by holding still until you
bump into yourself.
What makes you blush, and shove
the pedal of the Mustang
almost through the floor
as if you wanted to spray gravel
across the features of the past,
or accelerate into oblivion?
Are you so out of love that you
can't move fast enough away?
But if desire is acceleration,
experience is circular as any
Indianapolis. We keep coming back
to what we areeach time older,
more freaked out, or less afraid.
And you are older now.
You should stop today.
In the name of Doris, stop.
Tuesday, February 17, 2009
as if around a clock whose hands swept time
and again back to the hour we'd started from,
that high noon in midsummer years before
when I in white had marched straight to my place
beside you and was married and your face
held in it all the hours I hoped to live.
Now, as we talked in circles, grim, accusing,
we watched the green trees turning too and losing
one by one every leaf, those bleeding hearts.
And when they all had fallen, to be trod
and crumbled underfoot, when flaming red
had dulled again to dun, to ash, to air,
when we had seen the other's hurts perfected
and magnified like barren boughs reflected
upside-down in water, then the clouds
massed overhead and muffled us in snow,
answered the rippling lake and stopped the O
of its nightmare scream. The pantomime
went on all winter, nights without a word
or thoughts to fit one, days when all we heard
was the ticking crunch of snowboots on the track
around the lake, the clock we thought we either
were winding up or running down or neither.
Spring came unexpected. We thought the cold
might last forever, or that despite the thaw
nothing would grow again from us; foresaw
no butter-yellow buds, no birds, no path
outward into a seasoned innocence.
When the circle broke at last it wasn't silence
or speech that helped us, neither faith nor will
nor anything that people do at all;
love made us green for no sure cause on earth
and grew, like our children, from a miracle.
Thursday, February 5, 2009
His fingers sometimes find it hard to bend.
He often can't find the name to go with a face.
Sometimes he doesn't hear but decides to pretend.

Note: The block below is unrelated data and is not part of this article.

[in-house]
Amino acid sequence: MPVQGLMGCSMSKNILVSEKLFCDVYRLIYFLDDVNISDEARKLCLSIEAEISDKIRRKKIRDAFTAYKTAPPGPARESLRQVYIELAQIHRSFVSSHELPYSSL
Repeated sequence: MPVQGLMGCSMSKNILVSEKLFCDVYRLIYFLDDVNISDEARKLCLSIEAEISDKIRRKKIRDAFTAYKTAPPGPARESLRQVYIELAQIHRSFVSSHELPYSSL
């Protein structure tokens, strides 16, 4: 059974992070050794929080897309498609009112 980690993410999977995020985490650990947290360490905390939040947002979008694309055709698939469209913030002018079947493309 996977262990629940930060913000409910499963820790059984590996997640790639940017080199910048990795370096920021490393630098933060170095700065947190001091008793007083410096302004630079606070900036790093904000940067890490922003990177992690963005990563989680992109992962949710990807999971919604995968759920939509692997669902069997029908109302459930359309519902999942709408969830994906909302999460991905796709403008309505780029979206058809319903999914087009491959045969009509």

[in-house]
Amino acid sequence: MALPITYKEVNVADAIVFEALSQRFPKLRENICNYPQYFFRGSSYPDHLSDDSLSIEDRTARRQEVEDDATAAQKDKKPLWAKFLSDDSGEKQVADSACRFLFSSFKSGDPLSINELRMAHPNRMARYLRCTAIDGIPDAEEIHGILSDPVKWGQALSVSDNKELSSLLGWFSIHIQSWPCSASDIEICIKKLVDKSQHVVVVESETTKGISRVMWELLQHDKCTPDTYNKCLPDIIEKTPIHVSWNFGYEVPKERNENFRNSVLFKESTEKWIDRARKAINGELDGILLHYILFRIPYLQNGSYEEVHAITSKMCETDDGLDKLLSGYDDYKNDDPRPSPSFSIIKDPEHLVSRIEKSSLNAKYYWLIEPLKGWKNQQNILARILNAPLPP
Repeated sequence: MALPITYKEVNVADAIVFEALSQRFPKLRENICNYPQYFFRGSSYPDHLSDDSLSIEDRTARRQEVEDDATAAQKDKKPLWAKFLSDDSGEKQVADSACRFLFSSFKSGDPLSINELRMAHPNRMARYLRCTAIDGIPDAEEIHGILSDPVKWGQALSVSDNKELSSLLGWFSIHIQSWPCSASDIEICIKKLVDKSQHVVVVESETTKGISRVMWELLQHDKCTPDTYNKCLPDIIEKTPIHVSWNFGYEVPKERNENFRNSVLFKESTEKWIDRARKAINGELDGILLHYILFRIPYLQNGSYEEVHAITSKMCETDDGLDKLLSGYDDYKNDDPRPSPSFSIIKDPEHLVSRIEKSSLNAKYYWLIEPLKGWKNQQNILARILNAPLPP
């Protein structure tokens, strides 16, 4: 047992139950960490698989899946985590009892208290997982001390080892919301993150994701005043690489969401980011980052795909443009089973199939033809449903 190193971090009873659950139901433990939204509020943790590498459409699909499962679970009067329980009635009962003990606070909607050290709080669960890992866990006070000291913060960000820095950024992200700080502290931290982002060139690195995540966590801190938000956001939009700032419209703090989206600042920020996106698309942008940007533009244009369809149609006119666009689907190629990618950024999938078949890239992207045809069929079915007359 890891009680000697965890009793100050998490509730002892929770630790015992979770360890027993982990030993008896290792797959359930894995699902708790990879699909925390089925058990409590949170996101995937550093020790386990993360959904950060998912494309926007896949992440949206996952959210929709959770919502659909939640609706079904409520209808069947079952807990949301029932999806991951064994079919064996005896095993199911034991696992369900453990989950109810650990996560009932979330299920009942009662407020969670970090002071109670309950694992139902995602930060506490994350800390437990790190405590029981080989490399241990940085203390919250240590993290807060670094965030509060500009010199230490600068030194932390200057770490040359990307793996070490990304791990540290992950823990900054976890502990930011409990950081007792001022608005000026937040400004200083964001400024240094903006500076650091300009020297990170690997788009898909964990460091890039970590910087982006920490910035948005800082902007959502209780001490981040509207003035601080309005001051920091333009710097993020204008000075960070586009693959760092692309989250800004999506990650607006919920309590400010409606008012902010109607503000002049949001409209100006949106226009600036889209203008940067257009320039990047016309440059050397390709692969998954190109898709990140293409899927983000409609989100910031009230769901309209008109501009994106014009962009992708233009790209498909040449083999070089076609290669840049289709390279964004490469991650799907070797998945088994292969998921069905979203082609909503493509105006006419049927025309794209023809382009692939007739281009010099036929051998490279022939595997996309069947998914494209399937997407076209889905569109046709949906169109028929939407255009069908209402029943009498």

Weekends, week by week, are closer together.
Sometimes he has to sit down to put on his pants.
No lady seems to mind if he calls her Honey,
never grins nor even throws a glance.
Sometimes he's told himself what all this means.
"Every year some more of me is dead,
but there's a lot of stuff still left to collapse."
He started to laugh but talked to himself instead.
"Think of yourself as a plumbing system, a clock.
As soon as you're done, you start to come undone.
It's almost interesting when you pay attention,
how working parts stop working, one by one.
So now you've asked me the oldest question of all.
You want to know how I'm doing. I told you before,
I'm dying. Been at it for years. Still, I think
I could hang a few more calendars on the door."
Wednesday, February 4, 2009
Of the uncertainty after all, that we may be deluded,
That may-be reliance and hope are but speculations after all,
That may-be identity beyond the grave is a beautiful fable
May-be the things I perceive, the animals, plants, men, hills,
shining and flowing waters,
The skies of day and night, colors, densities, forms, may-be
these are (as doubtless they are) only apparitions, and
the real something has yet to be known,
(How often they dart out of themselves as if to confound me
and mock me!
How often I think neither I know, nor any man knows,
aught of them,)
May-be seeming to me what they are (as doubtless they
indeed but seem) as from my present point of view, and
might prove (as of course they would) nought of what
they appear, or nought anyhow, from entirely changed
points of view;
To me these and the like of these are curiously answer'd by
my lovers, my dear friends,
When he whom I love travels with me or sits a long while
holding me by the hand,
When the subtle air, the impalpable, the sense that words and
reason hold not, surround us and pervade us,
Then I am charged with untold and untellable wisdom, I am
silent, I require nothing further,
I cannot answer the question of appearances or that of
identity beyond the grave,
But I walk or sit indifferent, I am satisfied,
He ahold of my hand has completely satisfied me.
Wednesday, January 28, 2009
whom we have lost irrevocably
who have married insurance salesmen
and moved to Topeka
and never think of us at all.
We fly planes & design buildings
and write poems
that all say Sally I love you
I'll never love anyone else
Why didn't you know I was going to be a poet?
The walks to school, the kisses in the snow
gather as we dream backwards, sweetness with age:
our legs are young again, our voices
strong and happy, we're not afraid.
We don't know enough to be afraid.
we hold (hidden, hopeless) the hope
that some day
she may fly in our plane
enter our building read our poem
And that night, deep in her dream,
Sally, far in darkness, in Topeka,
with the salesman lying beside her,
will cry out
our unfamiliar name.